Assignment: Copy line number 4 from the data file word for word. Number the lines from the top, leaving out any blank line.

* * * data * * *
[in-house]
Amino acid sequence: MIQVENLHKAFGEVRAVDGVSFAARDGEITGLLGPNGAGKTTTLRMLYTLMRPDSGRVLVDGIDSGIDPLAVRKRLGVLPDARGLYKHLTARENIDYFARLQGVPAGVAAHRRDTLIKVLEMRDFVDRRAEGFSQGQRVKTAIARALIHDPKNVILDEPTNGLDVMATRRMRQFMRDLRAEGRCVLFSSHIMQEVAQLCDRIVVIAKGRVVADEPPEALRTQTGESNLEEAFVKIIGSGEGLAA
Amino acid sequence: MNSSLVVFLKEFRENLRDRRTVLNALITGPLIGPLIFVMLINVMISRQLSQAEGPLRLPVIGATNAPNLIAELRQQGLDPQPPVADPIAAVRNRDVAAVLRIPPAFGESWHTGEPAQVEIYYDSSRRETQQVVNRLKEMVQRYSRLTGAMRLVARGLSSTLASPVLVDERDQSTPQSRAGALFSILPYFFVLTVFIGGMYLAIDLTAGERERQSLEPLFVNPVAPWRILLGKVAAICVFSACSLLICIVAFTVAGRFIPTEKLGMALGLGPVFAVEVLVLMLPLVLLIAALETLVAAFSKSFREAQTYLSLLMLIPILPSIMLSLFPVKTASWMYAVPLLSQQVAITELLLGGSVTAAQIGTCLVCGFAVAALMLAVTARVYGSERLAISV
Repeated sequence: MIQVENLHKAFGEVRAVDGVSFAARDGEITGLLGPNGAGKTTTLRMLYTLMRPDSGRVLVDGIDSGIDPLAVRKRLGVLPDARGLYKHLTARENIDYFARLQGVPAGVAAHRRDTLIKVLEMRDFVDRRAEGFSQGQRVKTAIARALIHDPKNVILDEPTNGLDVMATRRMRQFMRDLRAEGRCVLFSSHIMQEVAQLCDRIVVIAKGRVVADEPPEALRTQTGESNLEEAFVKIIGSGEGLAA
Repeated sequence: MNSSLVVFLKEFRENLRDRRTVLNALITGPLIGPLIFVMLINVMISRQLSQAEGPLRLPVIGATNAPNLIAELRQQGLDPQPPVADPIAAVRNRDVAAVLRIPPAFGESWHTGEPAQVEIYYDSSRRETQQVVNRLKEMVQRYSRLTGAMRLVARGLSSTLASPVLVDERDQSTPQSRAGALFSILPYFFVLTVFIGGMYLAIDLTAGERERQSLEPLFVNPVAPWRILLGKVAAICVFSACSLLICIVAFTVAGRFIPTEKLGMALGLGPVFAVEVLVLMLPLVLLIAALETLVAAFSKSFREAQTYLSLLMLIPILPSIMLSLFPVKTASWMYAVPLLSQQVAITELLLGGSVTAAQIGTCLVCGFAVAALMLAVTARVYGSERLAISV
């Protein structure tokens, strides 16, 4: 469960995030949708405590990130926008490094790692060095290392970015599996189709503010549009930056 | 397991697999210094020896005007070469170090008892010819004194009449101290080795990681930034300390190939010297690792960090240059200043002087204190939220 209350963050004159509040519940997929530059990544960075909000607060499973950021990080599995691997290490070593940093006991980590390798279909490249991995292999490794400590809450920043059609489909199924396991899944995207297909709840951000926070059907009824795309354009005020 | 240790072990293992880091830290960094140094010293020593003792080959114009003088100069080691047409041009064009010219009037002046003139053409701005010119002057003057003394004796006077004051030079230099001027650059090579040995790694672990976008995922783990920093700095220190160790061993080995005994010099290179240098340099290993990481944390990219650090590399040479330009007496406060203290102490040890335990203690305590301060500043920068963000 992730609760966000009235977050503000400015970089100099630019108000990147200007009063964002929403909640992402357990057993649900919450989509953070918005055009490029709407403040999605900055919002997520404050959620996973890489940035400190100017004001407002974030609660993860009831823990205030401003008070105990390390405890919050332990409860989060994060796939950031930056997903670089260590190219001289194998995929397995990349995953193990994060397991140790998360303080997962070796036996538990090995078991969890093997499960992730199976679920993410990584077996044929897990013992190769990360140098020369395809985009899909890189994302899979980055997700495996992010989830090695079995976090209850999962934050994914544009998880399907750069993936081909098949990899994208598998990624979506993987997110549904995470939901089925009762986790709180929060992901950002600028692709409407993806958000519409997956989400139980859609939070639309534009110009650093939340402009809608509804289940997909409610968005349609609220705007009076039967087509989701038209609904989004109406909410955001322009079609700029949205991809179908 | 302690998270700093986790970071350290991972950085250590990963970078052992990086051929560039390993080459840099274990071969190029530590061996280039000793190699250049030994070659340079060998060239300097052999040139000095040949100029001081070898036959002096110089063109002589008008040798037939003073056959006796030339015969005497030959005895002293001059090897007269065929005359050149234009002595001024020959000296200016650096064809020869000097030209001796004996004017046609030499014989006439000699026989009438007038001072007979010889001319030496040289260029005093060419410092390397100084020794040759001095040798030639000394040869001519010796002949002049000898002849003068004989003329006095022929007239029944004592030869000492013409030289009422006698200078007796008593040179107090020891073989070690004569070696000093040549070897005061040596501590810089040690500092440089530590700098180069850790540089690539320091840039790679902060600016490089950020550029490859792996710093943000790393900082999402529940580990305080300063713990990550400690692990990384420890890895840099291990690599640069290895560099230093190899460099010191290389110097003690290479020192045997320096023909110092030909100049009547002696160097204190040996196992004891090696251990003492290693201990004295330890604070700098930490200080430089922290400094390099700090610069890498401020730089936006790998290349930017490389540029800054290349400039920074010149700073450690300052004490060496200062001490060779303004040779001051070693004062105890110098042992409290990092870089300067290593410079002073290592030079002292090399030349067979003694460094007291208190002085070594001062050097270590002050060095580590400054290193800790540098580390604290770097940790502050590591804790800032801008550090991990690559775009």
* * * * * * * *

Repeated sequence: MIQVENLHKAFGEVRAVDGVSFAARDGEITGLLGPNGAGKTTTLRMLYTLMRPDSGRVLVDGIDSGIDPLAVRKRLGVLPDARGLYKHLTARENIDYFARLQGVPAGVAAHRRDTLIKVLEMRDFVDRRAEGFSQGQRVKTAIARALIHDPKNVILDEPTNGLDVMATRRMRQFMRDLRAEGRCVLFSSHIMQEVAQLCDRIVVIAKGRVVADEPPEALRTQTGESNLEEAFVKIIGSGEGLAA